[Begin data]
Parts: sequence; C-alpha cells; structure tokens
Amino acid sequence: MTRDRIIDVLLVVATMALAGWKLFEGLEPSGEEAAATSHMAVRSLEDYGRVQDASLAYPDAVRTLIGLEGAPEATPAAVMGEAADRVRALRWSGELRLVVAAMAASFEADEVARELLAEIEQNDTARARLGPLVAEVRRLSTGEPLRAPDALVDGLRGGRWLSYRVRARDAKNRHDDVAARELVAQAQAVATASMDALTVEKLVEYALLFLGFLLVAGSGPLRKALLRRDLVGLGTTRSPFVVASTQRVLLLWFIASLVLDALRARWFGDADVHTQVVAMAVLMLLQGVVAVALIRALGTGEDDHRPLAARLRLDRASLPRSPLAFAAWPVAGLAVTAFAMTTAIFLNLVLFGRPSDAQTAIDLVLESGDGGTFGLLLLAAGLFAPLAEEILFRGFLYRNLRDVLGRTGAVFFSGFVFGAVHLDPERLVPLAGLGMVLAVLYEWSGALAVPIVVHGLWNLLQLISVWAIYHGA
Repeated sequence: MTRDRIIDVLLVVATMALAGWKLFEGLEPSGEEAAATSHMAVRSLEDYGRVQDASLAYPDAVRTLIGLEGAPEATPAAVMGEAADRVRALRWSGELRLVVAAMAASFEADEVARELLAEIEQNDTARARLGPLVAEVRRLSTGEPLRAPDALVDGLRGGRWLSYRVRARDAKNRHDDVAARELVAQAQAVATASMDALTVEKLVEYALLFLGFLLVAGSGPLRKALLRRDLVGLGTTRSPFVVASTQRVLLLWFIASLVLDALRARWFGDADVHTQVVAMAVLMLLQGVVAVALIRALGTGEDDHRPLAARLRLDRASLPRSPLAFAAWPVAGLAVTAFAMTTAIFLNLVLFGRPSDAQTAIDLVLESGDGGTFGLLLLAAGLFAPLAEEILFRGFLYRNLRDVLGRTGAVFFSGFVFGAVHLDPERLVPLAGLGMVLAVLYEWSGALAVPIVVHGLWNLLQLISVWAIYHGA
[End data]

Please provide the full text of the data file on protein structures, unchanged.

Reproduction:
Parts: sequence; C-alpha cells; structure tokens
Amino acid sequence: MTRDRIIDVLLVVATMALAGWKLFEGLEPSGEEAAATSHMAVRSLEDYGRVQDASLAYPDAVRTLIGLEGAPEATPAAVMGEAADRVRALRWSGELRLVVAAMAASFEADEVARELLAEIEQNDTARARLGPLVAEVRRLSTGEPLRAPDALVDGLRGGRWLSYRVRARDAKNRHDDVAARELVAQAQAVATASMDALTVEKLVEYALLFLGFLLVAGSGPLRKALLRRDLVGLGTTRSPFVVASTQRVLLLWFIASLVLDALRARWFGDADVHTQVVAMAVLMLLQGVVAVALIRALGTGEDDHRPLAARLRLDRASLPRSPLAFAAWPVAGLAVTAFAMTTAIFLNLVLFGRPSDAQTAIDLVLESGDGGTFGLLLLAAGLFAPLAEEILFRGFLYRNLRDVLGRTGAVFFSGFVFGAVHLDPERLVPLAGLGMVLAVLYEWSGALAVPIVVHGLWNLLQLISVWAIYHGA
Repeated sequence: MTRDRIIDVLLVVATMALAGWKLFEGLEPSGEEAAATSHMAVRSLEDYGRVQDASLAYPDAVRTLIGLEGAPEATPAAVMGEAADRVRALRWSGELRLVVAAMAASFEADEVARELLAEIEQNDTARARLGPLVAEVRRLSTGEPLRAPDALVDGLRGGRWLSYRVRARDAKNRHDDVAARELVAQAQAVATASMDALTVEKLVEYALLFLGFLLVAGSGPLRKALLRRDLVGLGTTRSPFVVASTQRVLLLWFIASLVLDALRARWFGDADVHTQVVAMAVLMLLQGVVAVALIRALGTGEDDHRPLAARLRLDRASLPRSPLAFAAWPVAGLAVTAFAMTTAIFLNLVLFGRPSDAQTAIDLVLESGDGGTFGLLLLAAGLFAPLAEEILFRGFLYRNLRDVLGRTGAVFFSGFVFGAVHLDPERLVPLAGLGMVLAVLYEWSGALAVPIVVHGLWNLLQLISVWAIYHGA